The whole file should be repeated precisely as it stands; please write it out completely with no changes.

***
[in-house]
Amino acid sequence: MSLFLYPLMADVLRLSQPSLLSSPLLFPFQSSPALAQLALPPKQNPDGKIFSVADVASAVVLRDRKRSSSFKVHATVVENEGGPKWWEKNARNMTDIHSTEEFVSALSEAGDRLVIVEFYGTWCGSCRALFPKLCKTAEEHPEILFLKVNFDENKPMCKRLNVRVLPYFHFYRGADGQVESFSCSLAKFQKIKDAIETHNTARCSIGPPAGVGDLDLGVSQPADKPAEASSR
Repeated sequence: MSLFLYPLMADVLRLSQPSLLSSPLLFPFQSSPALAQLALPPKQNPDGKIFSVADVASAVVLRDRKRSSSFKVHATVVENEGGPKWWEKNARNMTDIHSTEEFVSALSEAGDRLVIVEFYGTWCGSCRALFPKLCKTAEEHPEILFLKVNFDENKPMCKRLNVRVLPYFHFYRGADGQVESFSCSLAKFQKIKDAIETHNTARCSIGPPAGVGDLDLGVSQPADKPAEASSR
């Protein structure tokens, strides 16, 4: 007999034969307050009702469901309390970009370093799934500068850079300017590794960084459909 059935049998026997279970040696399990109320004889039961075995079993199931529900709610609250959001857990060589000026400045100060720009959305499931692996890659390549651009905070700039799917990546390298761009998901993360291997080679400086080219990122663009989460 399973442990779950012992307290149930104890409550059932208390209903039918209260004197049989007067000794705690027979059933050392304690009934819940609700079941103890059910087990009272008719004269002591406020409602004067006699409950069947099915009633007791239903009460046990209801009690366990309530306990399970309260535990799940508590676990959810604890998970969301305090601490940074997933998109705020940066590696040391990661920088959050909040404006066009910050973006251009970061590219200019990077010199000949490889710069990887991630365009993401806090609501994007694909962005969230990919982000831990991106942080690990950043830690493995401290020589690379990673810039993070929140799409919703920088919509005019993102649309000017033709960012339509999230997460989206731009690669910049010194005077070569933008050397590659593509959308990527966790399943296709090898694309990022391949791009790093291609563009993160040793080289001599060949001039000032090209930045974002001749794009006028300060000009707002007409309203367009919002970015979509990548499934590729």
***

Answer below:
[in-house]
Amino acid sequence: MSLFLYPLMADVLRLSQPSLLSSPLLFPFQSSPALAQLALPPKQNPDGKIFSVADVASAVVLRDRKRSSSFKVHATVVENEGGPKWWEKNARNMTDIHSTEEFVSALSEAGDRLVIVEFYGTWCGSCRALFPKLCKTAEEHPEILFLKVNFDENKPMCKRLNVRVLPYFHFYRGADGQVESFSCSLAKFQKIKDAIETHNTARCSIGPPAGVGDLDLGVSQPADKPAEASSR
Repeated sequence: MSLFLYPLMADVLRLSQPSLLSSPLLFPFQSSPALAQLALPPKQNPDGKIFSVADVASAVVLRDRKRSSSFKVHATVVENEGGPKWWEKNARNMTDIHSTEEFVSALSEAGDRLVIVEFYGTWCGSCRALFPKLCKTAEEHPEILFLKVNFDENKPMCKRLNVRVLPYFHFYRGADGQVESFSCSLAKFQKIKDAIETHNTARCSIGPPAGVGDLDLGVSQPADKPAEASSR
């Protein structure tokens, strides 16, 4: 007999034969307050009702469901309390970009370093799934500068850079300017590794960084459909 059935049998026997279970040696399990109320004889039961075995079993199931529900709610609250959001857990060589000026400045100060720009959305499931692996890659390549651009905070700039799917990546390298761009998901993360291997080679400086080219990122663009989460 399973442990779950012992307290149930104890409550059932208390209903039918209260004197049989007067000794705690027979059933050392304690009934819940609700079941103890059910087990009272008719004269002591406020409602004067006699409950069947099915009633007791239903009460046990209801009690366990309530306990399970309260535990799940508590676990959810604890998970969301305090601490940074997933998109705020940066590696040391990661920088959050909040404006066009910050973006251009970061590219200019990077010199000949490889710069990887991630365009993401806090609501994007694909962005969230990919982000831990991106942080690990950043830690493995401290020589690379990673810039993070929140799409919703920088919509005019993102649309000017033709960012339509999230997460989206731009690669910049010194005077070569933008050397590659593509959308990527966790399943296709090898694309990022391949791009790093291609563009993160040793080289001599060949001039000032090209930045974002001749794009006028300060000009707002007409309203367009919002970015979509990548499934590729």